The Science Behind Worry & Stress
For thousands of years, our amygdala functioned very well at keeping us alive in the wild by sending waves of these stress hormones such as adrenaline, cortisol, and epinephrine through our bodies as soon as we saw a lion in the bushes or a dangerous snake. It did that so we would do one thing… run like hell. Not worry, evaluate, or analyze it.
Back then, people’s lives were in constant jeopardy, either from physical harm or from becoming a social outcast. Ten thousand years ago, if a woman’s mate seemed unhappy with her, the woman’s alarm bells would scream because if the man left, her family would have no food or protection and her offspring would die. The same happened when people were shunned by the other members of their tribe, causing them to become outcasts. That was a death sentence within hours. So it was not only the lion in the bushes but also the treatment they received from their inner social circle that meant life or death.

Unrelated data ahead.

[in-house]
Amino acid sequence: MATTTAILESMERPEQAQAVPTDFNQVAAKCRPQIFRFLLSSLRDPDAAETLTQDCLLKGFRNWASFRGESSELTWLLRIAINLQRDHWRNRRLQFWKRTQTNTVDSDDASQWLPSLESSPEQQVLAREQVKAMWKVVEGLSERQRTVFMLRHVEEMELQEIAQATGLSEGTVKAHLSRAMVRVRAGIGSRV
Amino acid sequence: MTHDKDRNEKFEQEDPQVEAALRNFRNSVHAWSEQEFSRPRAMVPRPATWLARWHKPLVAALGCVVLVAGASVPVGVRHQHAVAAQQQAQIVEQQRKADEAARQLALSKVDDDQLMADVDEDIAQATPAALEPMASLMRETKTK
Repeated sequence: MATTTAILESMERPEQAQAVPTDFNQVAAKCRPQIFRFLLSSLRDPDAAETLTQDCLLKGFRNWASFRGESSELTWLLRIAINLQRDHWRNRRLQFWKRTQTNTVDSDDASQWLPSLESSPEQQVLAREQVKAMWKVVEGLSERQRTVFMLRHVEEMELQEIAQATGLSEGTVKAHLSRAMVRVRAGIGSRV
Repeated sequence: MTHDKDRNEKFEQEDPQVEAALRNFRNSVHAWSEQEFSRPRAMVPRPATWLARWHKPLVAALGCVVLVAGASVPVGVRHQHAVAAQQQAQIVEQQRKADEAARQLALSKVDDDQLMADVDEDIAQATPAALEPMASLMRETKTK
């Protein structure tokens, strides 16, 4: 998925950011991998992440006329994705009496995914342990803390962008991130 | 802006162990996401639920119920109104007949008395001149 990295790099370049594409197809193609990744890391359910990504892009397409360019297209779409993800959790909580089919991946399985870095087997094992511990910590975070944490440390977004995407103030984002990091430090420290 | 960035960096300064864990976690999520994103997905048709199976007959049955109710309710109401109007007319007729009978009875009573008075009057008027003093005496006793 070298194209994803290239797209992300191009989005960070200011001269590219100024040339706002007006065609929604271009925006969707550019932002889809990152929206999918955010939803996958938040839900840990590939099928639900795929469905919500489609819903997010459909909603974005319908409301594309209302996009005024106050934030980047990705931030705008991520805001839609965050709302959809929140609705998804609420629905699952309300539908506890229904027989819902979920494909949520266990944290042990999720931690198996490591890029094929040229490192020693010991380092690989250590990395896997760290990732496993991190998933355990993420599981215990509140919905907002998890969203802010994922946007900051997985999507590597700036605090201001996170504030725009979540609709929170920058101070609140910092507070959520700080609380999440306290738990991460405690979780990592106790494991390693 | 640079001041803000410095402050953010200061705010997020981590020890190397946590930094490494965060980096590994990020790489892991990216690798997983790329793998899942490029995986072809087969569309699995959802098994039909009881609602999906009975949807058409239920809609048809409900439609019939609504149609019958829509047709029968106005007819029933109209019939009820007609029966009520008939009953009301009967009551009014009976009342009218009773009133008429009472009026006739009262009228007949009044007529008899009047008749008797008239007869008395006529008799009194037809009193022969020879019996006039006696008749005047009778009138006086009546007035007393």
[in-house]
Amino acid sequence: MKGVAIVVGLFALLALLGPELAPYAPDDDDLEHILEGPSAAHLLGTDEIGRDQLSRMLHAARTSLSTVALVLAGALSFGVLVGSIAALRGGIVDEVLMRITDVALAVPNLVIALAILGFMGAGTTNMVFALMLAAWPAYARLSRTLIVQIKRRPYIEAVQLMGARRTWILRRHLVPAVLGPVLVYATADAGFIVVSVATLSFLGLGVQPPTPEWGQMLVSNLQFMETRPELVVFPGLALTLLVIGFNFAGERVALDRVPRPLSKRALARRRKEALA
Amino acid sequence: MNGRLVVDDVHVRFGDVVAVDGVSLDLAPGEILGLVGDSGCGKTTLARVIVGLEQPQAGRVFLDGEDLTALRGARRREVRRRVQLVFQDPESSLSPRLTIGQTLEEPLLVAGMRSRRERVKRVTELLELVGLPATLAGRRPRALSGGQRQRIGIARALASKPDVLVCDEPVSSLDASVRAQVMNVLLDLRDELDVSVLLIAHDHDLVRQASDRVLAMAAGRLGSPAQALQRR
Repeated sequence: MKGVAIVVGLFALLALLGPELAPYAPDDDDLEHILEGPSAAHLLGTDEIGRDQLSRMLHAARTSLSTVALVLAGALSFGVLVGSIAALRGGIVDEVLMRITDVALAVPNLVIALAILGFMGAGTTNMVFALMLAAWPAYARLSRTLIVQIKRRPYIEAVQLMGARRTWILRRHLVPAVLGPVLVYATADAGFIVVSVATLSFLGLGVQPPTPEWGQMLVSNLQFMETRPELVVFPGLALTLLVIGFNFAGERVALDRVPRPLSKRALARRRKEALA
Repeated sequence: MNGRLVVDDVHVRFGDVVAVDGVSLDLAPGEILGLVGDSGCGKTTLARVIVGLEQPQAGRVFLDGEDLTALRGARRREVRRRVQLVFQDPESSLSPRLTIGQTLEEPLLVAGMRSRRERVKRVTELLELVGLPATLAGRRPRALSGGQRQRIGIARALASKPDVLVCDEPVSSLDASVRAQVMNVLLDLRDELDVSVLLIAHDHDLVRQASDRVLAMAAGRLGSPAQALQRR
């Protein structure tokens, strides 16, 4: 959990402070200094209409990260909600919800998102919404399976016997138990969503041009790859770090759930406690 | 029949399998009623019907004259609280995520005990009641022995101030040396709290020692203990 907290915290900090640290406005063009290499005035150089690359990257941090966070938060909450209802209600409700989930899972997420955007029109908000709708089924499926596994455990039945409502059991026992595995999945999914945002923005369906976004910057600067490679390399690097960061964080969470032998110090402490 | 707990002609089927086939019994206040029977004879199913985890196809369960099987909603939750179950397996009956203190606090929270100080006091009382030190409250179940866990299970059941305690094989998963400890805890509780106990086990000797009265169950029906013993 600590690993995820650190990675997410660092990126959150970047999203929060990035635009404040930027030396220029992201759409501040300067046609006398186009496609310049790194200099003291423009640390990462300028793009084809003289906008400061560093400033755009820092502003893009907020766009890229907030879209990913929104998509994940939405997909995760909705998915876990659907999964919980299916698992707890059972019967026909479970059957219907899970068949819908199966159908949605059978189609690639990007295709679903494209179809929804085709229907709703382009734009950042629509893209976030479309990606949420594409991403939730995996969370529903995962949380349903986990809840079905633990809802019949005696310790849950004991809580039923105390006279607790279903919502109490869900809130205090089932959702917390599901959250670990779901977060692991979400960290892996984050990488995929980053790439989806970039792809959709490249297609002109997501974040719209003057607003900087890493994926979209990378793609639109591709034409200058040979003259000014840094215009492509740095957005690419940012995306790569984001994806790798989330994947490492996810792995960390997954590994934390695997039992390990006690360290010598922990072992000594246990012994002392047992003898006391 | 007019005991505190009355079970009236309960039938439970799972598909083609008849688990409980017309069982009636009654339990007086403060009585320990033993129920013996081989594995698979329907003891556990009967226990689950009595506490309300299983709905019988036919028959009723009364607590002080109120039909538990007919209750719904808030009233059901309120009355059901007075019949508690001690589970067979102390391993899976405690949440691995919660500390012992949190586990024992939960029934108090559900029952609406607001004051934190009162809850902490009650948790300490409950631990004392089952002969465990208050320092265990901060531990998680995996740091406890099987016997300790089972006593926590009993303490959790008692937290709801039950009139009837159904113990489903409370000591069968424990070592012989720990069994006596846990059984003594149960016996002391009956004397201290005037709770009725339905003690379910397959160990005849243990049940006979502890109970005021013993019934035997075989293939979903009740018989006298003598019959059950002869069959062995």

Now here you are today with a brain that is still interpreting any problem as a life-threatening situation! Your superior annoyed with you, a fight with your spouse, car trouble making you late for a meeting, or your in-laws coming for a two-week stay—all of these are often interpreted as life threatening as far as this little amygdala is concerned. It focuses on what will kill you—not on what keeps you happy—and therefore, so do you.
Excerpt from “Why We Are Wired to Worry and How Neuroscience Will Help You Fix It Stop Stressing, Reduce Anxiety, Feel Happy Finally!”